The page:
Vascular dysfunction is recognised as an integrative marker of CVD. While dietary strategies aimed at reducing CVD risk include reductions in the intake of SFA, there are currently no clear guidelines on what should replace SFA. The purpose of this review was to assess the evidence for the effects of total dietary fat and individual fatty acids (SFA, MUFA and n-6 PUFA) on vascular function, cellular microparticles and endothelial progenitor cells. Medline was systematically searched from 1966 until November 2010. A total of fifty-nine peer-reviewed publications (covering fifty-six studies), which included five epidemiological, eighteen dietary intervention and thirty-three test meal studies, were identified. The findings from the epidemiological studies were inconclusive. The limited data available from dietary intervention studies suggested a beneficial effect of low-fat diets on vascular reactivity, which was strongest when the comparator diet was high in SFA, with a modest improvement in measures of vascular reactivity when high-fat, MUFA-rich diets were compared with SFA-rich diets. There was consistent evidence from the test meal studies that high-fat meals have a detrimental effect on postprandial vascular function. However, the evidence for the comparative effects of test meals rich in MUFA or n-6 PUFA with SFA on postprandial vascular function was limited and inconclusive. The lack of studies with comparable within-study dietary fatty acid targets, a variety of different study designs and different methods for determining vascular function all confound any clear conclusions on the impact of dietary fat and individual fatty acids on vascular function.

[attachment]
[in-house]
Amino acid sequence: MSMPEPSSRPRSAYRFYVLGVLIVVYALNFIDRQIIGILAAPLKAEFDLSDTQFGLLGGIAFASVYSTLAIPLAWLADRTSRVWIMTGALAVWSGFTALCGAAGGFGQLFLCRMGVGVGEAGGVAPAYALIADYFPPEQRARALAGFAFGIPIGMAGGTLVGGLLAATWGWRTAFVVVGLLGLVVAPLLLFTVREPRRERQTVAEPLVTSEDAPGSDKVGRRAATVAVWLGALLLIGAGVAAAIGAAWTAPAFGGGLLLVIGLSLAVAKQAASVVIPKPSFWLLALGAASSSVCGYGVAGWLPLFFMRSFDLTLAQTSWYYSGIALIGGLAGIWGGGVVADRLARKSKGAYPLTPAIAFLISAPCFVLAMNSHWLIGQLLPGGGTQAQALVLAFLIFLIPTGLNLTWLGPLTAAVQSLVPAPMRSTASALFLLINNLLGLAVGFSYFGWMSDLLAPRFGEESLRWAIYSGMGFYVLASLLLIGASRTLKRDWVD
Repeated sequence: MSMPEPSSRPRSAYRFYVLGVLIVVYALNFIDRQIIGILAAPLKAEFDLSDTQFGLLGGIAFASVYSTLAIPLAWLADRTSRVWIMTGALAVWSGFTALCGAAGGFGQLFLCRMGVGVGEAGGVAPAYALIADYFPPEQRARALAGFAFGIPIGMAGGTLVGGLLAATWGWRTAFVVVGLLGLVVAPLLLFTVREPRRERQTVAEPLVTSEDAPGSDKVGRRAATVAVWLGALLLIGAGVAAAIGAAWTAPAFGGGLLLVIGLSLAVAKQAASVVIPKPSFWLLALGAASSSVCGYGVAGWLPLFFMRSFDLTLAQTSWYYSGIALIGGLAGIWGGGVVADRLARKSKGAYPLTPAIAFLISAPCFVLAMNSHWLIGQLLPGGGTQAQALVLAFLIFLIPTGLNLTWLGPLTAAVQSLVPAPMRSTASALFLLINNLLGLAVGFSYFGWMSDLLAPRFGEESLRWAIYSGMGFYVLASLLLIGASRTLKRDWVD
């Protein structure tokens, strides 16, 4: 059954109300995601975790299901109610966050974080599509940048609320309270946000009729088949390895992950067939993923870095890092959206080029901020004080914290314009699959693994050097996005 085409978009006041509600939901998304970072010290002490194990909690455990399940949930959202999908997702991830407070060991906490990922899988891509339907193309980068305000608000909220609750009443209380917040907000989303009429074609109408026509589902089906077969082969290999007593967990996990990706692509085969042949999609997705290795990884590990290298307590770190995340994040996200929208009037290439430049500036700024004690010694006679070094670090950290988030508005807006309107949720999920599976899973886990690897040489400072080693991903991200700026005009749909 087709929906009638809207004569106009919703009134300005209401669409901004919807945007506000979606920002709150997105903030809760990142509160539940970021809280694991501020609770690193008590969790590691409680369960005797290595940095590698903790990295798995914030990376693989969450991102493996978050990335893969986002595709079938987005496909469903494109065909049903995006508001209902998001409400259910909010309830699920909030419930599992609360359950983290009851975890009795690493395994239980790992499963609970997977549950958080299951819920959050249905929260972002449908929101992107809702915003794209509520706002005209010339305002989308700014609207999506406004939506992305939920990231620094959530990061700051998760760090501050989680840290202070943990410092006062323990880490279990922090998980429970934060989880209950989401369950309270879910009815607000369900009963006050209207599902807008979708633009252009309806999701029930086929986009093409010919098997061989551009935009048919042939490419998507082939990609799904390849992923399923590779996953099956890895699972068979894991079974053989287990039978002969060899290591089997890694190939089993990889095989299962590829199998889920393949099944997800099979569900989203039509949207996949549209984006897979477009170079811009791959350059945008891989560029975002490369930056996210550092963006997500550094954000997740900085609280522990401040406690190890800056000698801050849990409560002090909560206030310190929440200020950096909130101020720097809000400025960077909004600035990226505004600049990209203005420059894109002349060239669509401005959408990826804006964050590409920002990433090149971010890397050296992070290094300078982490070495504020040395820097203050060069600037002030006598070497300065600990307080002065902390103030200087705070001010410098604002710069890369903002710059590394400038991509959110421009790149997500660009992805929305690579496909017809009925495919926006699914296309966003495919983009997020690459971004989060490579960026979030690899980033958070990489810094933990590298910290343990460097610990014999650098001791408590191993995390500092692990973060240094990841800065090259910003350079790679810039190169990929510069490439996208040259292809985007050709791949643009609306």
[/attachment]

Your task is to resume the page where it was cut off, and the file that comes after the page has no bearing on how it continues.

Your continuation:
OLEDs are an ideal technology for electronic display applications. They are fabricated by depositing very thin films of organic materials at low temperatures (<100°C) to form bright, vivid power efficient self-emissive light producing elements with fast response times that can be grown on a variety of large area substrates such as glass, plastic or metal foil. These properties make OLEDs ideally suited to enable high information content flexible displays. In particular, the application of phosphorescent OLEDs leads to very low power consumption displays – a key requirement for mobile applications. In this paper we outline our progress towards developing low power consumption, active-matrix flexible OLED (FOLED™) displays. Our work is focused on integrating three critical enabling technologies: high efficiency long-lived top emission phosphorescent OLED (PHOLED™) device technology, flexible active-matrix backplanes, and thin film encapsulation.